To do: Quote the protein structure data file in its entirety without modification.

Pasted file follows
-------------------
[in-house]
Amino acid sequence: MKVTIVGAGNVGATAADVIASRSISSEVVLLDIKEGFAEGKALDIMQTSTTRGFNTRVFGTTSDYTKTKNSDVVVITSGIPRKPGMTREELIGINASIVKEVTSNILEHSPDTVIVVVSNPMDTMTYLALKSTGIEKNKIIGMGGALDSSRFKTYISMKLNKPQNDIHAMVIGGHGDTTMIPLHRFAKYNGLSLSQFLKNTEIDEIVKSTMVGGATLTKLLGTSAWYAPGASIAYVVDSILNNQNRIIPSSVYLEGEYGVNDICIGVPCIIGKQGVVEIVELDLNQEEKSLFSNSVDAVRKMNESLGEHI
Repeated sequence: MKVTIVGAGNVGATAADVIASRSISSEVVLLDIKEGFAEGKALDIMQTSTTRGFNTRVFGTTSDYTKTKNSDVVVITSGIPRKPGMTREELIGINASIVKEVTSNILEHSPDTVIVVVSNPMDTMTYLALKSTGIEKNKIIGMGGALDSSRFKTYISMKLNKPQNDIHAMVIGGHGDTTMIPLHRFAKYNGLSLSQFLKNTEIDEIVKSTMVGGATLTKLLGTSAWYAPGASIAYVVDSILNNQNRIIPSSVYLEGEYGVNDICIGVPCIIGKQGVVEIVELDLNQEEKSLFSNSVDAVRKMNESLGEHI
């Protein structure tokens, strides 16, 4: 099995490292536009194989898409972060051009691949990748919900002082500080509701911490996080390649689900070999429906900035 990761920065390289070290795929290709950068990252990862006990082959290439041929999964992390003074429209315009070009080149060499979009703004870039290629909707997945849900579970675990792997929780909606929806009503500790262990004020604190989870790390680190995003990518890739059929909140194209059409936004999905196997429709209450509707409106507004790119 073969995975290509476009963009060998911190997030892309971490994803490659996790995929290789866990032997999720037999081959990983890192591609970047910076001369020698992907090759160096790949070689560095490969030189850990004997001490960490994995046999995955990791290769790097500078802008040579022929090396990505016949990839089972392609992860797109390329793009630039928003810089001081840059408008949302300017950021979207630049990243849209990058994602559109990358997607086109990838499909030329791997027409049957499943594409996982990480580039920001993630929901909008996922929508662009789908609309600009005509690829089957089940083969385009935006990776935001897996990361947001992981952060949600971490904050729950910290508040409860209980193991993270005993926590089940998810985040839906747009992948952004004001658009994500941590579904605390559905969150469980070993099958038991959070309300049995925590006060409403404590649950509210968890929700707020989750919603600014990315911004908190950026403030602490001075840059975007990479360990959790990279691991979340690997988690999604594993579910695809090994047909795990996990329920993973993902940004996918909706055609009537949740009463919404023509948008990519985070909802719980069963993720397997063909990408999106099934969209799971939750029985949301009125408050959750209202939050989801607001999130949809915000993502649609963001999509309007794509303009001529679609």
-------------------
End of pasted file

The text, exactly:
[in-house]
Amino acid sequence: MKVTIVGAGNVGATAADVIASRSISSEVVLLDIKEGFAEGKALDIMQTSTTRGFNTRVFGTTSDYTKTKNSDVVVITSGIPRKPGMTREELIGINASIVKEVTSNILEHSPDTVIVVVSNPMDTMTYLALKSTGIEKNKIIGMGGALDSSRFKTYISMKLNKPQNDIHAMVIGGHGDTTMIPLHRFAKYNGLSLSQFLKNTEIDEIVKSTMVGGATLTKLLGTSAWYAPGASIAYVVDSILNNQNRIIPSSVYLEGEYGVNDICIGVPCIIGKQGVVEIVELDLNQEEKSLFSNSVDAVRKMNESLGEHI
Repeated sequence: MKVTIVGAGNVGATAADVIASRSISSEVVLLDIKEGFAEGKALDIMQTSTTRGFNTRVFGTTSDYTKTKNSDVVVITSGIPRKPGMTREELIGINASIVKEVTSNILEHSPDTVIVVVSNPMDTMTYLALKSTGIEKNKIIGMGGALDSSRFKTYISMKLNKPQNDIHAMVIGGHGDTTMIPLHRFAKYNGLSLSQFLKNTEIDEIVKSTMVGGATLTKLLGTSAWYAPGASIAYVVDSILNNQNRIIPSSVYLEGEYGVNDICIGVPCIIGKQGVVEIVELDLNQEEKSLFSNSVDAVRKMNESLGEHI
């Protein structure tokens, strides 16, 4: 099995490292536009194989898409972060051009691949990748919900002082500080509701911490996080390649689900070999429906900035 990761920065390289070290795929290709950068990252990862006990082959290439041929999964992390003074429209315009070009080149060499979009703004870039290629909707997945849900579970675990792997929780909606929806009503500790262990004020604190989870790390680190995003990518890739059929909140194209059409936004999905196997429709209450509707409106507004790119 073969995975290509476009963009060998911190997030892309971490994803490659996790995929290789866990032997999720037999081959990983890192591609970047910076001369020698992907090759160096790949070689560095490969030189850990004997001490960490994995046999995955990791290769790097500078802008040579022929090396990505016949990839089972392609992860797109390329793009630039928003810089001081840059408008949302300017950021979207630049990243849209990058994602559109990358997607086109990838499909030329791997027409049957499943594409996982990480580039920001993630929901909008996922929508662009789908609309600009005509690829089957089940083969385009935006990776935001897996990361947001992981952060949600971490904050729950910290508040409860209980193991993270005993926590089940998810985040839906747009992948952004004001658009994500941590579904605390559905969150469980070993099958038991959070309300049995925590006060409403404590649950509210968890929700707020989750919603600014990315911004908190950026403030602490001075840059975007990479360990959790990279691991979340690997988690999604594993579910695809090994047909795990996990329920993973993902940004996918909706055609009537949740009463919404023509948008990519985070909802719980069963993720397997063909990408999106099934969209799971939750029985949301009125408050959750209202939050989801607001999130949809915000993502649609963001999509309007794509303009001529679609």